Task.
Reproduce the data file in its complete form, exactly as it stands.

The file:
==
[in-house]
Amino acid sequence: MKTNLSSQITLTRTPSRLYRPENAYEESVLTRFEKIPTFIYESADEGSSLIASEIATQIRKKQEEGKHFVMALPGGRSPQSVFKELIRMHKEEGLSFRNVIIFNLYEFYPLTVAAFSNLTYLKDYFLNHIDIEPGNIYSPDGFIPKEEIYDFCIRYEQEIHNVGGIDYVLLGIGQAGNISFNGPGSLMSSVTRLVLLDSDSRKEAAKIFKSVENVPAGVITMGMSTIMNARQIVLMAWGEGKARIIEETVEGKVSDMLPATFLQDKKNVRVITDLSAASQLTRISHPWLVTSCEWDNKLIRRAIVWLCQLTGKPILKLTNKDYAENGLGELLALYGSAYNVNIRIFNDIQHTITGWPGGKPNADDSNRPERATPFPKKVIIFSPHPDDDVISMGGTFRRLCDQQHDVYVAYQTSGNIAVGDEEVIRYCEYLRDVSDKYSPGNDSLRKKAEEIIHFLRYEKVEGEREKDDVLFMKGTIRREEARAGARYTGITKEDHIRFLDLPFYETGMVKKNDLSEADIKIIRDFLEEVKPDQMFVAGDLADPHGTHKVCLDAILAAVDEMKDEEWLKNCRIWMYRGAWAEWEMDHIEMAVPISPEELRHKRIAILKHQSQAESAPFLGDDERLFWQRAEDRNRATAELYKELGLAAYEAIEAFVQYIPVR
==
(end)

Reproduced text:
[in-house]
Amino acid sequence: MKTNLSSQITLTRTPSRLYRPENAYEESVLTRFEKIPTFIYESADEGSSLIASEIATQIRKKQEEGKHFVMALPGGRSPQSVFKELIRMHKEEGLSFRNVIIFNLYEFYPLTVAAFSNLTYLKDYFLNHIDIEPGNIYSPDGFIPKEEIYDFCIRYEQEIHNVGGIDYVLLGIGQAGNISFNGPGSLMSSVTRLVLLDSDSRKEAAKIFKSVENVPAGVITMGMSTIMNARQIVLMAWGEGKARIIEETVEGKVSDMLPATFLQDKKNVRVITDLSAASQLTRISHPWLVTSCEWDNKLIRRAIVWLCQLTGKPILKLTNKDYAENGLGELLALYGSAYNVNIRIFNDIQHTITGWPGGKPNADDSNRPERATPFPKKVIIFSPHPDDDVISMGGTFRRLCDQQHDVYVAYQTSGNIAVGDEEVIRYCEYLRDVSDKYSPGNDSLRKKAEEIIHFLRYEKVEGEREKDDVLFMKGTIRREEARAGARYTGITKEDHIRFLDLPFYETGMVKKNDLSEADIKIIRDFLEEVKPDQMFVAGDLADPHGTHKVCLDAILAAVDEMKDEEWLKNCRIWMYRGAWAEWEMDHIEMAVPISPEELRHKRIAILKHQSQAESAPFLGDDERLFWQRAEDRNRATAELYKELGLAAYEAIEAFVQYIPVR